Both formulas contain adaptogens.  The Cur-OST EQ Adapt & Calm is a single adaptogen formula, being a concentrated Ashwaghanda extract, which can be very potent and beneficial for many horses.  However, there are some horses that require more or actually don’t respond as well to the Ashwaghanda by itself, for various reasons.  Hence, the Cur-OST EQ Adapt & Recover.  This is a more balanced blend of adaptogens and impacts not just the stress response, but circulation as well in the horse.

Now, those adaptogens help us to manage the primary event, which is stress, but what about the stomach ulcer in your horse?

In the world of traditional Chinese medicine, many stomach ulcers are believed to be associated with liver Qi stagnation and/or stomach Yin deficiency.  Think of the liver Qi stagnation as being pent up emotions, resulting in anger and a blockage of proper energy flow in the  body.  Think of stomach Yin deficiency as being dryness in the stomach, which is not unlike dry skin and if rubbed enough, wounds can develop.

In order to address the stomach ulcer directly, I take the second approach in most patients, which is to tonify stomach Yin or create moisture within the stomach.  Actually, for many, once you tonify the stomach Yin, the energy or Qi in the horse begins to move more freely, so this can benefit both modes of thought.  The main formula I use in these cases, which is really ALL cases of stomach ulcers in the horse is:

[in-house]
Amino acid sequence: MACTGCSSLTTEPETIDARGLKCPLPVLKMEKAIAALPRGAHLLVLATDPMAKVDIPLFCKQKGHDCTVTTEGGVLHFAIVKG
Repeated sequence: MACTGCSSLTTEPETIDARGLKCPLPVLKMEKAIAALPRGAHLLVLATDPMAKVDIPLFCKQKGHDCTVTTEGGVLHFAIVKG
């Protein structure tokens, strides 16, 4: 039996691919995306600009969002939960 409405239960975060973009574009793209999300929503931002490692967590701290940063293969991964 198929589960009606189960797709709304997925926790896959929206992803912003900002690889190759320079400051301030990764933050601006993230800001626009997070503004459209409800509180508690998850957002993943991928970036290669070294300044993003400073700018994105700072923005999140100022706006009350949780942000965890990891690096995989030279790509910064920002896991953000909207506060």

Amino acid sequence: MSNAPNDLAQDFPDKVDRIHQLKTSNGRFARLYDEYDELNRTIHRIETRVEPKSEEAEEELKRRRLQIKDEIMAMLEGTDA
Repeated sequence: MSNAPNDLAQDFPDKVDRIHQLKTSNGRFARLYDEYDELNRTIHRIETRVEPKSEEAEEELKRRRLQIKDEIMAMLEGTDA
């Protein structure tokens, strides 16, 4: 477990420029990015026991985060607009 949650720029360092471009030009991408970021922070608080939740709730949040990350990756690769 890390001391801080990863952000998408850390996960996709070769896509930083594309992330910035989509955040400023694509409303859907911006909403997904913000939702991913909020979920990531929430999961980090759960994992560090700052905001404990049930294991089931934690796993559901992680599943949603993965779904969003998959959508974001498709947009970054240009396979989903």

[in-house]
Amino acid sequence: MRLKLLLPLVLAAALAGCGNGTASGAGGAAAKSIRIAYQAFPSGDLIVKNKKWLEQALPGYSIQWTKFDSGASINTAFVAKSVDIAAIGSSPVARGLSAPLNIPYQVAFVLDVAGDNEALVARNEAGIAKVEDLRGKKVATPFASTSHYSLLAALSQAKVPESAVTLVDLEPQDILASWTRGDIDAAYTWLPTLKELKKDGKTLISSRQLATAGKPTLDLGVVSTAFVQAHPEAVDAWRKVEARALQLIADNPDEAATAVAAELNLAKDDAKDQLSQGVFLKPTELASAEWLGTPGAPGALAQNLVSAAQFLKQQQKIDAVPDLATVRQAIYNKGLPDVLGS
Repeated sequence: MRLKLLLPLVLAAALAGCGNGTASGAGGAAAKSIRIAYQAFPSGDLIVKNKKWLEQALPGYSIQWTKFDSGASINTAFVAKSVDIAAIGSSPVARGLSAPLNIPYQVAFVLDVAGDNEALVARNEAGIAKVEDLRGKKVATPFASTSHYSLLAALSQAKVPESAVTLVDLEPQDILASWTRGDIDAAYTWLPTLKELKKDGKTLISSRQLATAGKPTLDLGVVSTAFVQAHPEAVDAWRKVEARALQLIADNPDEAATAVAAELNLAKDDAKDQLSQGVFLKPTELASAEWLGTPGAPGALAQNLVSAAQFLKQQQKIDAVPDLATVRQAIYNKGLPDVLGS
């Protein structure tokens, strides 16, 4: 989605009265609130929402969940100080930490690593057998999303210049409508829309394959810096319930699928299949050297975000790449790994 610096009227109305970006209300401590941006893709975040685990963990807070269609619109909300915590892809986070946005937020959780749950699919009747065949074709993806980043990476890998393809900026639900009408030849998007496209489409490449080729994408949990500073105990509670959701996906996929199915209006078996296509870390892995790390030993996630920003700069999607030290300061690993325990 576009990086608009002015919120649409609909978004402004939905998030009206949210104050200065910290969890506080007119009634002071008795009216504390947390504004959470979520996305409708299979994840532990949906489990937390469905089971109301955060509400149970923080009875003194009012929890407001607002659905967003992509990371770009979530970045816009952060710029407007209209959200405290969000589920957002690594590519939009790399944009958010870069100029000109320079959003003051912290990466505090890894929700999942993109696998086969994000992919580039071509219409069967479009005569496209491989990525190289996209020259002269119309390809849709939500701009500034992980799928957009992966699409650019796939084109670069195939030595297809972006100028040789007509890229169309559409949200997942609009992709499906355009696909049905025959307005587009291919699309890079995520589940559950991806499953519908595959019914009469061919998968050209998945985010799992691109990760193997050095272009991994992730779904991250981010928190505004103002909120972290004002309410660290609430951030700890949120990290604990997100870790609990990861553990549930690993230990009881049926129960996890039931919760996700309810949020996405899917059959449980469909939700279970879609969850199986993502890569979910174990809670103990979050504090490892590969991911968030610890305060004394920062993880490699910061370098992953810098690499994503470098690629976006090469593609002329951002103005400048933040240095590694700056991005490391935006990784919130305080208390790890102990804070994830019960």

The Cur-OST EQ Stomach contains very high levels of two potent moisturizing and soothing ingredients, being a concentrated Aloe gel extract and Marshmallow Root.  This is entirely different from ‘aloe juice’, so don’t be misled.  These two ingredients help to add moisture to the body, including the stomach, which has a soothing effect as a result, like water putting out a fire.  In addition, these two ingredient can actually enhance and support the digestive microbiome, which is an added benefit!